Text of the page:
Do you feel a frisson of anticipation whenever a plate of mouth-watering satay is placed before you? How much do you know about this all-time Asian favourite? Let’s find out!
Origins of Satay
Wherever you go in Southeast Asia, different cultures claim satay as their own. This finger-licking delicacy was derived from kebab. History shows sate, as it’s spelled in Indonesia, originated in Java, where it was introduced by Muslim traders. Nowadays, this satisfying snack is a staple in Malaysia, Thailand, Singapore, Brunei and many parts of the world.
Many people confuse satay with the spicy peanut sauce that accompanies the meat. The meat is the satay. Different cultures have infused the delicacy with local flavours, making it one of the most diverse culinary delights. Common variations include the Satay Kambing, Satay Madura, Sate Padang, Sate Buntel, and Sate Babi.
How to Make Satay
Satay is made from marinated meat skewered on bamboo cuttings, coconut leaf strands, lemongrass shoots or whatever is common to a region. The meat is cooked to perfection on a charcoal grill to produce succulent, juicy, spicy strands of meat with a smoky taste and crunchy edges. Satay can be made with mutton, goat, beef, pork, chicken, pork, fish, offal, tofu, seafood, and even snake meat. The meat is sliced or minced and then marinated for hours in a paste that can include turmeric, lemongrass, ginger, coriander or soy, depending on the variation being made. It’s then placed on bamboo sticks or your skewer of choice. Traditionally, a long, thin barbecue grill is ideal for preparing this tasty food. You’ll find street vendors fanning their coal grills to ignite sparks and generate the unique flavour that keeps on drawing residents and visitors alike to their stalls.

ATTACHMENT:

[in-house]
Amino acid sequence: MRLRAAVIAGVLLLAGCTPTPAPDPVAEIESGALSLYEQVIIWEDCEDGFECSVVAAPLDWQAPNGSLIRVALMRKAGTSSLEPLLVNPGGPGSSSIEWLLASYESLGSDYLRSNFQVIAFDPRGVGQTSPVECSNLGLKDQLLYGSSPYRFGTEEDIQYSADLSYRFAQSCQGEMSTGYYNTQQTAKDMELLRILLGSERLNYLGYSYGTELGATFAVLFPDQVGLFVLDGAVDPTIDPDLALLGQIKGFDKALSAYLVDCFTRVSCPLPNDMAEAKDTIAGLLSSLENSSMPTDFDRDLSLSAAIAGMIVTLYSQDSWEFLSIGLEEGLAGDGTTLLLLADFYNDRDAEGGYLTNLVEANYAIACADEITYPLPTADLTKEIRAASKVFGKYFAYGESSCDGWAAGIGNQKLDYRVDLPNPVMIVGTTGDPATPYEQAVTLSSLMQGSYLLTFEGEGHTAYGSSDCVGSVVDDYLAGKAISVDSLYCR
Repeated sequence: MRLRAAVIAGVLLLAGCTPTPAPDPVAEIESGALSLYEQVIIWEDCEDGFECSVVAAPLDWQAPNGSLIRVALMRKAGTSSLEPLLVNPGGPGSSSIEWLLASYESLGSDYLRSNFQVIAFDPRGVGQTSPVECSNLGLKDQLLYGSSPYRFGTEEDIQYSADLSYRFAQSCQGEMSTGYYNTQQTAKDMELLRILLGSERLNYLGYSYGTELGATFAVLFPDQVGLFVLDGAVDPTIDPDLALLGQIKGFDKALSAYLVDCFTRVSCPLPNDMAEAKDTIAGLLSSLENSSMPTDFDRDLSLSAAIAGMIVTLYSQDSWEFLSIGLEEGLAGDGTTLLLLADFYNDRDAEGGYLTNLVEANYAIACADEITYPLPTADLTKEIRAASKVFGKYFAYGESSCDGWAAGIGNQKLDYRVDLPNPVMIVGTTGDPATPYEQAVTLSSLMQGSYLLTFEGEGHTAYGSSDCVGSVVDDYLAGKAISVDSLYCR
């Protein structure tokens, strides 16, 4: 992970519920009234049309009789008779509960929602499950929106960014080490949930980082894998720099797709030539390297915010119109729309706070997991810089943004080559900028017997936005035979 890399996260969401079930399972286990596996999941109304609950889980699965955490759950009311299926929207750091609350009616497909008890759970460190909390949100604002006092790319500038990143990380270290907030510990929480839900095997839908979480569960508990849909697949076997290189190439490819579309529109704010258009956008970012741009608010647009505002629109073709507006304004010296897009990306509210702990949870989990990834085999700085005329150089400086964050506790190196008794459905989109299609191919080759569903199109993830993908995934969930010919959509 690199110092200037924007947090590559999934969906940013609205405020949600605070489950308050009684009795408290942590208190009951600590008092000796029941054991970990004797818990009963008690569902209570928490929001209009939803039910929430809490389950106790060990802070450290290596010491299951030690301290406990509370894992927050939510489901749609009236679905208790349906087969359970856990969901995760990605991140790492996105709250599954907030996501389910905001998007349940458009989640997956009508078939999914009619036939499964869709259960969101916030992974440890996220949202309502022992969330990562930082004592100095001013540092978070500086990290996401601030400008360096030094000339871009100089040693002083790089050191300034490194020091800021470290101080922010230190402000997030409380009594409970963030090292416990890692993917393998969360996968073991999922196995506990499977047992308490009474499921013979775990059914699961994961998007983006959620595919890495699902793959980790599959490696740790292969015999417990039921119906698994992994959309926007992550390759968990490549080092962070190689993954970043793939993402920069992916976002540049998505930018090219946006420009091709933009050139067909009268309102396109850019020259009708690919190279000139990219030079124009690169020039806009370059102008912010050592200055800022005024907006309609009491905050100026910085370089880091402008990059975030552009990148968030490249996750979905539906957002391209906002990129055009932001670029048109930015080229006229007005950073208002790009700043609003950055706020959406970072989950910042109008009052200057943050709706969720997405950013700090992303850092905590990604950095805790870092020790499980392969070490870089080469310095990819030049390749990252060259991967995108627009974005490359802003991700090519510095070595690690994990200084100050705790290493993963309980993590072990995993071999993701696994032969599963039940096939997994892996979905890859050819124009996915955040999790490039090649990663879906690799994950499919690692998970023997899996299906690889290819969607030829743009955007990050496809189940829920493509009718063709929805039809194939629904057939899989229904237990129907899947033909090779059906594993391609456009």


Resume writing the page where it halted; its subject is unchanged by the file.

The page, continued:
Satay can be eaten as a standalone dish or accompanied with a peanut, chili or soy sauce or gravy. You can also serve the dish with eschalot, cucumber, onions or rice cakes, depending on the region. In places like Malaysia and the Philippines, satay is eaten as a full meal accompanied by rice or soup. While you can cook this snack at home, the best place to enjoy satay is on the street and in restaurants. That is where the true beauty and art of satay comes alive.
Where to Eat Satay in Singapore
What do you love about satay? We sure love its excellent taste!